Choudhary tweeted to Irani, addressing her with a ‘dear’ and asking about the NEP. Irani, however, caught on to the ‘dear’ and asked him whether that was how he addressed women. Choudhary pointed out to her that she circled issues but never talked about them. Fire was exchanged until the spat ended on an abrupt note on both sides.
Later in the day, Choudhury told reporters that he was only enquiring about when the government will release the new education policy and that he feels there is nothing offensive about being addressed as “dear”.
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“But I still apologise to Smriti Irani ji if I have hurt her feelings in any way,” he said.
Following comments from the Twitterati at large, Smriti Irani, on Wednesday night posted a long message on Facebook emphasising on the need to speak out one’s mind, especially directing it to women.
She wrote, “As the politician mumbled apologies and explained his “position” regarding the twitter spat to my state leader on the mobile while our contingent drove back from Bhagalpur last night; I watched his supporters trend a hashtag in my name, irrespective of their neta’s public apology. As those who scream murder and whip themselves up into a feminist frenzy at the drop of a hat tried to “endear” themselves to me on Twitter, I reflected on the near “Jerry Maguire” like moment that was upon me.”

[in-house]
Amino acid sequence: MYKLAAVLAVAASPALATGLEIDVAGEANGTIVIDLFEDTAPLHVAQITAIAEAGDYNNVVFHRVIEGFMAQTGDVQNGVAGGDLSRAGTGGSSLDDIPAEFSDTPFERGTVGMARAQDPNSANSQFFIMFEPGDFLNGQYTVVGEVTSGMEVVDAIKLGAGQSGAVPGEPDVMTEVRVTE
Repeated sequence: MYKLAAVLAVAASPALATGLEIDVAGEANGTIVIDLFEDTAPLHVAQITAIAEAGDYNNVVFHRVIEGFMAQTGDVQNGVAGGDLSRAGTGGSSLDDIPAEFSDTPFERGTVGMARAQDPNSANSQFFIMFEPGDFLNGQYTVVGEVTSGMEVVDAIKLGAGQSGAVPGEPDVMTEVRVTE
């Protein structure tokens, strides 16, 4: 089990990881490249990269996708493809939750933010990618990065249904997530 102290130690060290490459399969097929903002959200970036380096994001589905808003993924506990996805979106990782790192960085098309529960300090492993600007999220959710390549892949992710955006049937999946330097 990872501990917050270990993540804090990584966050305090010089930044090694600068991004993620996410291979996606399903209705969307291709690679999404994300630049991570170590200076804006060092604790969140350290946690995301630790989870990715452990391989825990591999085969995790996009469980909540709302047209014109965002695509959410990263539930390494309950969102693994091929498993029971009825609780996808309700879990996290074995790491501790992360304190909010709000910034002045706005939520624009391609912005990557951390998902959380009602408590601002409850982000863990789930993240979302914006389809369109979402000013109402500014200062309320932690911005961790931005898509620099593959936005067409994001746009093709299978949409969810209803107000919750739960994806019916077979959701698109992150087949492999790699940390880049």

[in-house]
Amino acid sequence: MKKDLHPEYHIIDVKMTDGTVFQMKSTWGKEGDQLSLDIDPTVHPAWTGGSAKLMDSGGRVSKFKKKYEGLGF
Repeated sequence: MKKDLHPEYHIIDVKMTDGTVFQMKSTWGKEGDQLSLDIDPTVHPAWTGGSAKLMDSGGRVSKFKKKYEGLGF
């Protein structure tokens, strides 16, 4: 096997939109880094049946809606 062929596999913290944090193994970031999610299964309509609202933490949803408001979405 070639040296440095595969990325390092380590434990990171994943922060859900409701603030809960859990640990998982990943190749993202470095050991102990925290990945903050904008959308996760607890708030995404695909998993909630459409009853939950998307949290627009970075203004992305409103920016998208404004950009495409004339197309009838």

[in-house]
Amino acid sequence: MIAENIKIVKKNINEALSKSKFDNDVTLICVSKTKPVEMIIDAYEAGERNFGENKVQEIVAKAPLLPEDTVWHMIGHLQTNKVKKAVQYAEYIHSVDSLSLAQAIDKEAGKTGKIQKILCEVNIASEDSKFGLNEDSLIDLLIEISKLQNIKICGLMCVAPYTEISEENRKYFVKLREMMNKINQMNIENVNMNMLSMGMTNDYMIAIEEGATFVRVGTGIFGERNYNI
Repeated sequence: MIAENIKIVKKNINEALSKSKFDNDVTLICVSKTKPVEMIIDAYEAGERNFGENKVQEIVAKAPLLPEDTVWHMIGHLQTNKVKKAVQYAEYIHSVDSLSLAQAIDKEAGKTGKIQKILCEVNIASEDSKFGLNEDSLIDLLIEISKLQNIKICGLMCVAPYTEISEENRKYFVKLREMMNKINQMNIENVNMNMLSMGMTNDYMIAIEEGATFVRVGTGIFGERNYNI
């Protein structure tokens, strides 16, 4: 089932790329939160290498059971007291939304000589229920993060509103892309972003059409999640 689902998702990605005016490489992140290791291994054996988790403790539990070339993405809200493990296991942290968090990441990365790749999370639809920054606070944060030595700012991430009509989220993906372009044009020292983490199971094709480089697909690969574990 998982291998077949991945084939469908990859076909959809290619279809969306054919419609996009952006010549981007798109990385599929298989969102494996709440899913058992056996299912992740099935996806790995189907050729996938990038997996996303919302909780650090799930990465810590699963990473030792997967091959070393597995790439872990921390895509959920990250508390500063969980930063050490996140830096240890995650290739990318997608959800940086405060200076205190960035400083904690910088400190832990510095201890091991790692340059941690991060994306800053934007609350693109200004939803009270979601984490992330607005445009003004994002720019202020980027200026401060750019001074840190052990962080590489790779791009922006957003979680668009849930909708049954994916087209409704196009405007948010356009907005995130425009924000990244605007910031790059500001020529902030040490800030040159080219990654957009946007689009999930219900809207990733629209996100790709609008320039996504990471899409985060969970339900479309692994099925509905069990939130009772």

She then went on to elaborate the struggles a woman faces since her childhood, whether it is walking out in public or questioning people around her.
“…many girls who would walk to school / college and back home every day, go to the bazaar to get groceries and adequate sabzi in a given budget, would often be told if accosted by a boy or a bunch of them, don’t look up and keep walking straight. Don’t respond or retort no matter how humiliated you feel. But there would be those rebellious kinds (yours truly included), who would question why? Why not respond? Why zip it? The standard answer such a question begets is “It is not worth it. Nuksaan tumhara hoga , ladke ka kuch nahi bigadega”,” she wrote further.
She writes she defied these odds, questioned and asked and moved ahead in life but as soon as she became the HRD minister, she was called ‘unpad’ by ‘intellectuals’, trolled, and even humiliated ‘through sexual innuendos’ but was asked to not respond.
However, she further states, she kept doing her work even while remaining mum and facing brickbats from within the system and how that is the struggle of every working woman – being doubted on every step of the way.
She then listed a long string of her achievements as the HRD minister and vowed to continue doing more.
She signed off the post with the name ‘Aunty National’ that was given to her a few months ago.
Read the full post here: